What part do you want to show?
Good pictures make the content of a story clear at a glance. Or can explain something that is more difficult to express in words. Whether you use pictures for an article in a digital or printed form, doesn’t matter. The rules are the same.
Using your own pictures is practical for two reasons:
1. You have no problems concerning the copyright of somebody else, because the copyright belongs to you;
2. You can crop the images the way you want. Another one’s photos cannot be changed at your discretion.
What to consider when you crop a photo?
Are there rules for cropping photos?
And if so, do you need to follow them?
These are obviously rhetorical questions. Yes, there are rules. No, you are not obliged to follow them. Although you cannot ignore rules when you don’t know them.
If you take pictures yourself, you decide in the viewfinder on position, composition, color and lines. The photo is ready when clicking.
However, especially if your camera saves large files, you can choose to intentionally step away too far from your subject. With a lot of space around your focus point you can later:
- Crop, so the picture suits your story;
- Crop, so your picture will fit into the available space.
Ten guidelines for cropping:
1. What is the direction of the subject?
A person should look into the photo
It’s better to have space in the picture before a person
The direction is obvious when the subjects are people or animals. It is either the direction they are looking at or the direction they are going. At other subjects you can for example look at the perspective distortion of a road.
It is better to have space before the person on a picture than behind him.
Only crop a picture like this if you have a good reason
A picture has a direction.
Take that into account when cropping it.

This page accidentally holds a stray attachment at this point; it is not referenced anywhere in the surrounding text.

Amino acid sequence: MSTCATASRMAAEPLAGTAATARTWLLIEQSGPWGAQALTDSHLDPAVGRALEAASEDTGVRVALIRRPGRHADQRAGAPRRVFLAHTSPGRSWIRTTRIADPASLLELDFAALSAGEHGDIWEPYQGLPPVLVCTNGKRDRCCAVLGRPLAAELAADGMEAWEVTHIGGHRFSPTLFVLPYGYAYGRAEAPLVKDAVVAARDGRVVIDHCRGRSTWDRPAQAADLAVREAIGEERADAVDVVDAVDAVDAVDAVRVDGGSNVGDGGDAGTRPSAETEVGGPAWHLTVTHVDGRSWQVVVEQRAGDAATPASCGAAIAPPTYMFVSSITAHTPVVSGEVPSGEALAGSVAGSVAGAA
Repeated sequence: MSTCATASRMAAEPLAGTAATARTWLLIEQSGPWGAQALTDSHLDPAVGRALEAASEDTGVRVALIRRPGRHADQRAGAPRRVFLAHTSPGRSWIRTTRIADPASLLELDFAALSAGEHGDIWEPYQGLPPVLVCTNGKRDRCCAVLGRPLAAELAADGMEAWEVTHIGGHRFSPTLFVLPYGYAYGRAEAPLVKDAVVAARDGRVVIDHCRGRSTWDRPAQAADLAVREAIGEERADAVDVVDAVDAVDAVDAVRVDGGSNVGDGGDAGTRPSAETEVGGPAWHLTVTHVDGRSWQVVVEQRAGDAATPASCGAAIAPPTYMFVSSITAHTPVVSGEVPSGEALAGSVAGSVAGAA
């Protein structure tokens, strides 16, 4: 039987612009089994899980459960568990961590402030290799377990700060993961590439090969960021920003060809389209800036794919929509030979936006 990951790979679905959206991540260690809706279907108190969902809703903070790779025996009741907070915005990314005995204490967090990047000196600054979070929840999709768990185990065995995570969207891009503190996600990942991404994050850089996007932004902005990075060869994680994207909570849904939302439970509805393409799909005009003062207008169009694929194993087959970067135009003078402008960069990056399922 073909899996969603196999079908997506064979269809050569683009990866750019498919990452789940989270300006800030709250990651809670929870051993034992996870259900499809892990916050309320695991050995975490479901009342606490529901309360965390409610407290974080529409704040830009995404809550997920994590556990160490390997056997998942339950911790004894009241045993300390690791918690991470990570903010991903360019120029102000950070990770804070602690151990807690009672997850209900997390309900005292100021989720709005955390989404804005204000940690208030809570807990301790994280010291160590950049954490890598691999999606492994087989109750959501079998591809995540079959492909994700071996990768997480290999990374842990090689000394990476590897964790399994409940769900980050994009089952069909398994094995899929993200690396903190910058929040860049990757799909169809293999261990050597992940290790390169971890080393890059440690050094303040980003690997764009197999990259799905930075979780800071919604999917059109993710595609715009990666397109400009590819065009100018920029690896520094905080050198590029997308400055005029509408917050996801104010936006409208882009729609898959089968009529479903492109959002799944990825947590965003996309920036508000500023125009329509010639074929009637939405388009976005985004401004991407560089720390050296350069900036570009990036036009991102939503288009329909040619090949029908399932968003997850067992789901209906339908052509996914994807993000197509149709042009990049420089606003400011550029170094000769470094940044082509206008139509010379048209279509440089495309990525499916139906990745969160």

2. Let a person look into the page
This can be a paper page, but also a digital one
Better to let a person look into the page if possible like in the intro of this article
Make sure a movement or a viewing direction points into the page when positioning a picture. This does not apply to images that are page wide, but to photos that are pasted in the text or in pages that have more than one column.
3. Look into the photo
Over the shoulder of a person
Peeking over a shoulder
This concerns both the choice of the right position when taking the picture as cropping afterwards. By putting a person in the foreground, you guide the viewer into the photo.
4. Note the feet and hands
Take a good look what is on the photo
Nothing is as awkward in a photo as a person missing a foot or a hand. Again, better exaggerate your crop, so when a foot is missing in the photo, crop until you show only the upper half of the person.
Too bad a foot is missing
5. How much do you show?
What is your view?
A portrait usually shows the whole face. But the top of the hair is not always necessary. The image doesn’t have to be exactly symmetrical. And at times an unusual crop is way more interesting.